Propaganda turns people off; humbly admitting mistakes disarms. Far from claiming to have it all together, Christians should regularly confess that we do not.
For a number of years, a friend of mine named Craig Detweiler has been taking his communications students from Biola University and Pepperdine University to the Sundance festival of independent films. One year the festival featured a sold-out showing of a film scathing in its portrayal of American evangelicals. The film tells the story of a white-bread suburban family killed in a car wreck on the way to a Southern Baptist church meeting. Upon their arrival in heaven a tattooed Jesus dispatches them again to earth, this time stripped of original sin, and they celebrate their new shamelessness by walking around naked and doing things that shock their friends and neighbors. Eventually at a Bible study the Christian community hatches a plan to give the family an apple pie laced with poison, sending them promptly back to heaven.
According to Craig, the audience laughed uproariously throughout the film, relishing the depiction of Christians as repressed, intolerant, even homicidal. The director enjoyed a standing ovation and then fielded questions from the audience. Someone asked if any conservative Christians had seen it. “I’m ready for that fight,” the director replied.
I’ll let Craig relate what happened next, as reported in his book A Purple State of Mind:
I struggled to compose my words. My voice cracked slightly. I eked out, “Jay, thank you for this film. As a native of North Carolina, a fellow filmmaker, and an evangelical Christian…”
I never use the word evangelical. It is so loaded with negative baggage that I usually attempt to distance myself from such associations. But in this instance, it seemed quite right. I was speaking for my community, responding to a particular stance we’d staked out for ourselves. Jay stepped back, ready for that fight. He tensed up, preparing to launch a counterattack. The crowd sensed that things were about to get ugly. My next words caught them off guard:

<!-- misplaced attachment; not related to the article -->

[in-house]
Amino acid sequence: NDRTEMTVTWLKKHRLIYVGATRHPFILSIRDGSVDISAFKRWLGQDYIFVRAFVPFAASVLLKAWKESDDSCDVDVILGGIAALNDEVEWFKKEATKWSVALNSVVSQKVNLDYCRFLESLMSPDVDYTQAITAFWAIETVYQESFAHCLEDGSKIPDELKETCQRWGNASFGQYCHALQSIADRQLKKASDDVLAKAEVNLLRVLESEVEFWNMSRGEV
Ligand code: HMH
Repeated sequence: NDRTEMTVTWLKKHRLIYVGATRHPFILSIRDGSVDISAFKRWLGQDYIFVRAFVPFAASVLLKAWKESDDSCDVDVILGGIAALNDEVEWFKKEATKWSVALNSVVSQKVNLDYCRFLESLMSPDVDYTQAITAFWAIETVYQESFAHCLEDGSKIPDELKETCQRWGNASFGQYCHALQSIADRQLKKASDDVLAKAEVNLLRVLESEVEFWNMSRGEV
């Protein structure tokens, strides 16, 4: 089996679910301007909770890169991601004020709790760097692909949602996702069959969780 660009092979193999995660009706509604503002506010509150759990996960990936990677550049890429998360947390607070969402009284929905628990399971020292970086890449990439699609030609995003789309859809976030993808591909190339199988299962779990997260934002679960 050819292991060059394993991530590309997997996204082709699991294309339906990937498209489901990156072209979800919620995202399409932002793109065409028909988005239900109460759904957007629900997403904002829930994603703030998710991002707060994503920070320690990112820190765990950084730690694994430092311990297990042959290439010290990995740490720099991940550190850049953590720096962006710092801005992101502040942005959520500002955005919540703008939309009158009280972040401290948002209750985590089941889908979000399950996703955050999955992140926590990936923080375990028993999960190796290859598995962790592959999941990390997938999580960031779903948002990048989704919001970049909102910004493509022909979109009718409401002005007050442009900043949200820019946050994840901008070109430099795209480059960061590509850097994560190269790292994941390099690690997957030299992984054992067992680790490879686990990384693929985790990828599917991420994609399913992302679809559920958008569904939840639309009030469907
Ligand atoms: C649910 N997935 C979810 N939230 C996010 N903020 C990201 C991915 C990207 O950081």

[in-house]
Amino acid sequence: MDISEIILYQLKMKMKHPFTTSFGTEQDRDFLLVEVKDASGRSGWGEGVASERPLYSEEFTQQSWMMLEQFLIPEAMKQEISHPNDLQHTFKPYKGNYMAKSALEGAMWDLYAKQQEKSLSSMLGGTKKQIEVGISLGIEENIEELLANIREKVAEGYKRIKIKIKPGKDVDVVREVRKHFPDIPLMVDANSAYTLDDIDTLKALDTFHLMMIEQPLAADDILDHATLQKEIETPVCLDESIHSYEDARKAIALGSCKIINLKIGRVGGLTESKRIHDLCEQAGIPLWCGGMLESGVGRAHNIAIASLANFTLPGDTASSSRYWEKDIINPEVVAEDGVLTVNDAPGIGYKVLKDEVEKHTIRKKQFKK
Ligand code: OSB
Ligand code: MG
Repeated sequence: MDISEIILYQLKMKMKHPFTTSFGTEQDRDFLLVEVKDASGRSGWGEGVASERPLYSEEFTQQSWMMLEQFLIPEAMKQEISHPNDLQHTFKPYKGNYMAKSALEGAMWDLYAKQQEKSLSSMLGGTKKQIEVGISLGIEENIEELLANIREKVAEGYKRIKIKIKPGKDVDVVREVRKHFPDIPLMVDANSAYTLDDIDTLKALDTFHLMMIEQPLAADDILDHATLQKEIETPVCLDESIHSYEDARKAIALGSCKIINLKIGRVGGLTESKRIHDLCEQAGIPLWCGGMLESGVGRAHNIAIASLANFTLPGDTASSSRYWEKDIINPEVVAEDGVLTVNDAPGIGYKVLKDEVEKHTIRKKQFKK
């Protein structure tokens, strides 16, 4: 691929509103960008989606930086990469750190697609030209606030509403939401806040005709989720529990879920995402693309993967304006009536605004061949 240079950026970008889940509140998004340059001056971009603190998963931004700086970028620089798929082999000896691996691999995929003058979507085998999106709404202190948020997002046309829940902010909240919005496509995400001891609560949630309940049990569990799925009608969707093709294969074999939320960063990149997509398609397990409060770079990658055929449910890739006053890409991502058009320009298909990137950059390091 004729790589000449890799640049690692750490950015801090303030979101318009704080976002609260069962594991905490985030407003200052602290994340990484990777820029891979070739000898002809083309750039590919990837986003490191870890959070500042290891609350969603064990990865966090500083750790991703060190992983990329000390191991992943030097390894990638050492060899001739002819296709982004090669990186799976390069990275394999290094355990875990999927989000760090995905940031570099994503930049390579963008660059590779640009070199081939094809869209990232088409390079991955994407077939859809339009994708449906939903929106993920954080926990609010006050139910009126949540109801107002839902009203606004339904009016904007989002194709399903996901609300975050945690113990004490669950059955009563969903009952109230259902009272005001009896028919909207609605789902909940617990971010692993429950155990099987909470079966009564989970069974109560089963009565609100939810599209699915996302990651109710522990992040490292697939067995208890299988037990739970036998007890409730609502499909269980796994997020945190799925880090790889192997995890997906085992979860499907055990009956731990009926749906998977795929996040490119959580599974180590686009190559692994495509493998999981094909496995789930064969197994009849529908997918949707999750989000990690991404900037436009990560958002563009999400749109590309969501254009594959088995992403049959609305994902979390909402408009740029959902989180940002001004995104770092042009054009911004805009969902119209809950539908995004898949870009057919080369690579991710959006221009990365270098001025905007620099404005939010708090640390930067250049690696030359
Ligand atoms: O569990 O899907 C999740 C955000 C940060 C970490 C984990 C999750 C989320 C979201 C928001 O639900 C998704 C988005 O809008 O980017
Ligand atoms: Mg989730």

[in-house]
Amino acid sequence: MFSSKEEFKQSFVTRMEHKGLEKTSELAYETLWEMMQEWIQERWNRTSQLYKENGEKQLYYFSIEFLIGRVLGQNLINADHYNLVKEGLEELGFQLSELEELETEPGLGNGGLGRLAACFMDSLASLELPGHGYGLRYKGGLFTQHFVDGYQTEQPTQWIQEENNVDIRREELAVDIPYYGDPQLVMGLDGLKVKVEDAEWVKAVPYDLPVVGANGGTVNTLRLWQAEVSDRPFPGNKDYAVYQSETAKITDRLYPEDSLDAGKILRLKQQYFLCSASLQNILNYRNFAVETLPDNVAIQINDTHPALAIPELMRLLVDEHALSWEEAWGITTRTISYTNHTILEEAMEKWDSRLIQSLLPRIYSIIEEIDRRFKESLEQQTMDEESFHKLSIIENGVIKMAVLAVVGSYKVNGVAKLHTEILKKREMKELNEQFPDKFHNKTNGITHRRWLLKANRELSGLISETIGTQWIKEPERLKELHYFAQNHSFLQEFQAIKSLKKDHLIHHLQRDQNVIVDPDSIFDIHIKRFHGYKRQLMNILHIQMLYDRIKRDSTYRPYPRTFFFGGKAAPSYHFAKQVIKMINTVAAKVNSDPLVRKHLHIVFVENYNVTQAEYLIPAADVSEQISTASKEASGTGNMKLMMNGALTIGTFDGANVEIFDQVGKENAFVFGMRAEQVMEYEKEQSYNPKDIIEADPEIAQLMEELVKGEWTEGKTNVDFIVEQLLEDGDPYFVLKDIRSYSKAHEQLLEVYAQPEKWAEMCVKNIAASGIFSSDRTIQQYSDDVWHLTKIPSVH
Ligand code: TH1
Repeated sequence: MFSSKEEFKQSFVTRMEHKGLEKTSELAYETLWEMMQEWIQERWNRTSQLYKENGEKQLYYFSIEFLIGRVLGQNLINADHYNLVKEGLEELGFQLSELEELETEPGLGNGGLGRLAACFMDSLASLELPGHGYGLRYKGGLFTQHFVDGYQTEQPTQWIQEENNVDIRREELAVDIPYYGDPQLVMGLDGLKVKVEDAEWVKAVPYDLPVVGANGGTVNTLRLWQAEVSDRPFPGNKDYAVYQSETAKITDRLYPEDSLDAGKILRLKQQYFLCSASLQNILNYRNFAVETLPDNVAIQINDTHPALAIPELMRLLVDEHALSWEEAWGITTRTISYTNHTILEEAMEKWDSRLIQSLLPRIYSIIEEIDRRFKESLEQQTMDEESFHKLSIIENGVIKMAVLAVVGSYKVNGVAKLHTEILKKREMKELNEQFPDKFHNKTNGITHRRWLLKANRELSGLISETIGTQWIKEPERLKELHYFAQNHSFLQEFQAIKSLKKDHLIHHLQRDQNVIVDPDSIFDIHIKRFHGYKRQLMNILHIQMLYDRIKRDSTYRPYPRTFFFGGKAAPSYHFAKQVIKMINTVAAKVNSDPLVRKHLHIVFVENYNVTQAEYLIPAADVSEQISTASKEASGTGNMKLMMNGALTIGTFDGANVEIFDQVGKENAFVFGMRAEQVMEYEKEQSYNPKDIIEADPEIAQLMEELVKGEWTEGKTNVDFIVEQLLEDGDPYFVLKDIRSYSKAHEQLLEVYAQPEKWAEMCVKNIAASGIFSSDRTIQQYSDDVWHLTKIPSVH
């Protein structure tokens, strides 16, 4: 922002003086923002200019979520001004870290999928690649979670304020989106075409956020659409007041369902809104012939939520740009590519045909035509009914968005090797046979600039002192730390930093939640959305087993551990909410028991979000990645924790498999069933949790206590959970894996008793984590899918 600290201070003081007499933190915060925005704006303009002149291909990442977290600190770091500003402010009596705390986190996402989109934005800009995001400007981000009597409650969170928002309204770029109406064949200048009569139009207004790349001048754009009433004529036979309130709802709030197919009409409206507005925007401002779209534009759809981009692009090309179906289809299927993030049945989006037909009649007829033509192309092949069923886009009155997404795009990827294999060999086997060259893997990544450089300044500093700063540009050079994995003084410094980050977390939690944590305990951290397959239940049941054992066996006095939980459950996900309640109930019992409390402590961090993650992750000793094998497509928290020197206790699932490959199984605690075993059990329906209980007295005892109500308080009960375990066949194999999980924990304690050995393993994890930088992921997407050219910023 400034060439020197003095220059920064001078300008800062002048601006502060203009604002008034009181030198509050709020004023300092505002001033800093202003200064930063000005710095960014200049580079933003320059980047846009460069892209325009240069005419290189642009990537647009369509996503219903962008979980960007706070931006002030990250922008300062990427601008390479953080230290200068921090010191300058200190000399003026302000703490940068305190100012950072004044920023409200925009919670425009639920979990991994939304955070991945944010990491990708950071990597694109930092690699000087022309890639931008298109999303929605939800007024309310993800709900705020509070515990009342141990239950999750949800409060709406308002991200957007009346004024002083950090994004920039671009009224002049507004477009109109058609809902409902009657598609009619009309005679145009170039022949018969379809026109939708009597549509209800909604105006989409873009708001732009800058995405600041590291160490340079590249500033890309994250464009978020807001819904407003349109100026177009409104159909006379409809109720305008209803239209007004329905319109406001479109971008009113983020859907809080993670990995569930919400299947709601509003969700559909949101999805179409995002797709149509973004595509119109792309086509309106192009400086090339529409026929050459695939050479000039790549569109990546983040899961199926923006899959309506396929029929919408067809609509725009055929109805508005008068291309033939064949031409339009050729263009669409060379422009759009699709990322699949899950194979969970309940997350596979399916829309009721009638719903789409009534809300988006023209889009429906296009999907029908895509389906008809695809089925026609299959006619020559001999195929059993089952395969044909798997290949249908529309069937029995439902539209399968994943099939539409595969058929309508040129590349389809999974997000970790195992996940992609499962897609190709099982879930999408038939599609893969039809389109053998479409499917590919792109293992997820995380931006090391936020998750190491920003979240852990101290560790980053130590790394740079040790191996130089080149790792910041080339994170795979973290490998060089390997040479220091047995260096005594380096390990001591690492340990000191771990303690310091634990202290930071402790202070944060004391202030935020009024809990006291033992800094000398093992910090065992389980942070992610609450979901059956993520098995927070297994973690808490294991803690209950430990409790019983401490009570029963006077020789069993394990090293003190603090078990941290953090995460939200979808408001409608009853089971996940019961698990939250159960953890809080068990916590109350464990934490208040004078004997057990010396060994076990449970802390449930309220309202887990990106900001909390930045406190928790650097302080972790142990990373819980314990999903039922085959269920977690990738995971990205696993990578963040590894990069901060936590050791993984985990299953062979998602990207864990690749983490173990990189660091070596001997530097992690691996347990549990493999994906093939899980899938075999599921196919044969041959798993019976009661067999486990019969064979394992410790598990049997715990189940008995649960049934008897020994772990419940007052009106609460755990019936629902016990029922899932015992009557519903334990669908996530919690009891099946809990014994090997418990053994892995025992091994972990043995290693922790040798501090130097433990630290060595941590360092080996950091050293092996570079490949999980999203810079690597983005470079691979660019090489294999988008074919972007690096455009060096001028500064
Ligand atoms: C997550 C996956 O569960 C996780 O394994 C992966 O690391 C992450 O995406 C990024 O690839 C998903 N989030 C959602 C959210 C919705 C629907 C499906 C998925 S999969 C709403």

“Jay, I apologize for anything ever done to you in the name of God.”
The entire tenor in the room shifted. Audience members turned around. “Did I hear that correctly?” They craned their necks. “Who said that?” Jay fumbled for words, not knowing how to respond. He was ready to be attacked. He was not prepared for an apology. He offered a modest, “Thank you.” The audience was literally disarmed….
Audience members approached me afterward with hugs. A lesbian couple thanked me. Gay men kissed me. One person said, “If that is true, I might consider giving Christianity another chance.” Tears were shed far and wide. All it took were two little words: “I apologize.”
My students leaped at the occasion, talking to the cast and crew, inviting them to join us for further conversation. Our “enemies” became fast friends, joining us for lunch. The cast came to our class the next day, answering questions for an hour. An actor admitted how scared he was to enter our church meeting place. Onstage, he confided, “Coming into this building, my heart was beating more than at any audition I’ve ever had.” The producer said, “This was the most significant moment of our week.” A simple apology set off a series of conversations and exchanges about our faith and how we live it.
In the years since, Craig and his students have hosted the cast and crew of other movies that touch on spiritual themes, including some that mock Christians. The writer of Higher Ground reported, “I was invited to speak at their rented church for a Q and A and it was honestly the most moving experience I can remember in a long time. They were the antithesis of judgment…” Experiences such as these help convince me that the approach of admitting our errors, besides being truest to a gospel of grace, is also most effective at expressing who we are. Propaganda turns people off; humbly admitting mistakes disarms. Far from claiming to have it all together, Christians regularly confess that we do not. After all, Jesus said he came for the sick and not the well, for sinners and not for saints.
Leadership magazine reported on four complaints heard from spiritual seekers. You don’t listen to me. You judge me. Your faith confuses me. You talk about what’s wrong instead of making it right. Pondering those complaints, it occurs to me that Christians often fail to communicate to others because we ignore basic principles in relationship. Jesus, Paul, and John, and James each stressed one principle above all others: Love God and love your neighbor. By not listening, by judging, by speaking lofty words that don’t translate into action, we deter a thirsty world from the Living Water that can truly satisfy.